A few more things that have caught my attention:
- Here's a very large list of palindomes.
- Google gives come-hither to publishers and librarians and now has a new blog specifically for librarians.
- Trends in newspapers moving incorporating blogs into their websites.
- Make sure to visit the Wikipedia store! I'm thinking about getting this coffee mug.
- TCS Daily article on the benefits of a volatile economy. Excerpts: Yes, economic turbulence can yield a kind of psychic unease -- unease that's exploited for political gain. But that same turbulence is also the source of significant beneficent changes. If this is a War on the Middle Class, we should want a troop surge to keep it going... ...Job losses tend to be highly concentrated, making for good media fodder. Just last week an announcement came down that Sprint-Nextel is set to cut 5000 jobs. When was the last time you read about a firm creating 5000 jobs in one stroke? Job creation is more gradual than job loss by comparison, but over time there are more than enough jobs created, and better ones at that.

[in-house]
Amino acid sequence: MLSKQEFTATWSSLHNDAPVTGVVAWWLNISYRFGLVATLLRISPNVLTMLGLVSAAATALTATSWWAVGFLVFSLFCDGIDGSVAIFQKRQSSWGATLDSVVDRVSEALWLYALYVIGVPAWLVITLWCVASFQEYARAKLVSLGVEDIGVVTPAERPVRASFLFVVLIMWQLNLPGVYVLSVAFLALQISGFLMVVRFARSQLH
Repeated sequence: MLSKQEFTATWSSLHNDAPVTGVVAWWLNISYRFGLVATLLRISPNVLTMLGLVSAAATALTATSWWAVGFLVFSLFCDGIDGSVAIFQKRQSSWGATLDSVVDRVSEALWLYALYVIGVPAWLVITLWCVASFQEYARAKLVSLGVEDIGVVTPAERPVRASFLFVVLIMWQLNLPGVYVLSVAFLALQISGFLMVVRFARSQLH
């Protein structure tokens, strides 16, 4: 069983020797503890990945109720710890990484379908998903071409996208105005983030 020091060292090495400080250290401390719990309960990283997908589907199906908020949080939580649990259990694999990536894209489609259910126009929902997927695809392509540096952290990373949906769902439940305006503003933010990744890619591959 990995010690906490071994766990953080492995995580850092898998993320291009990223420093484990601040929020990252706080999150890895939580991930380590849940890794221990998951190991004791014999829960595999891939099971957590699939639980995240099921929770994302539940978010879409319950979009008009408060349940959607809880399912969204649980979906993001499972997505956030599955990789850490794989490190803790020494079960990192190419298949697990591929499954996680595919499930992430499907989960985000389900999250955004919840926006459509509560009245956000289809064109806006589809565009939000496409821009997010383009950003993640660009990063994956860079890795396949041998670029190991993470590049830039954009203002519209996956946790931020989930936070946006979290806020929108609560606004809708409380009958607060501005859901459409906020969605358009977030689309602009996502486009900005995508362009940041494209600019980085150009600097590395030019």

- Via The Speculist, Must-know Terms for the 21st-Century Intellectuals. Excerpt: First, I am trying to come up with a list of the most fundamental and crucial terms that are coming to define and will soon re-define the human condition, and that subsequently should be known by anyone who thinks of themselves as an intellectual. I admit that there's an elitist and even pompous aspect to this exercise, but the fact of the matter is that the zeitgeist is quickly changing. It's not enough anymore to be able to quote Dostoevsky, Freud and Darwin. This said, while my list of terms is 'required' knowledge, I am not suggesting that it is sufficient. My definition of an 'intellectual' also requires explanation. To me an intellectual in this context is an expert generalist -- a polymath or jack-of-all-trades who sees and understands the Big Picture both past, present and future. While I value and respect the work of specialists, they can be frustratingly out of touch with other disciplines and some of the more broader applications of science, technology and philosophy. Given the obvious truism that nobody can know everything, there is still great value in having individuals understand a diverse set of key principles.
Labels: Economics, Google, Intellectuals, Internet, Librarians, Newspapers, Palindromes, Wikipedia, Words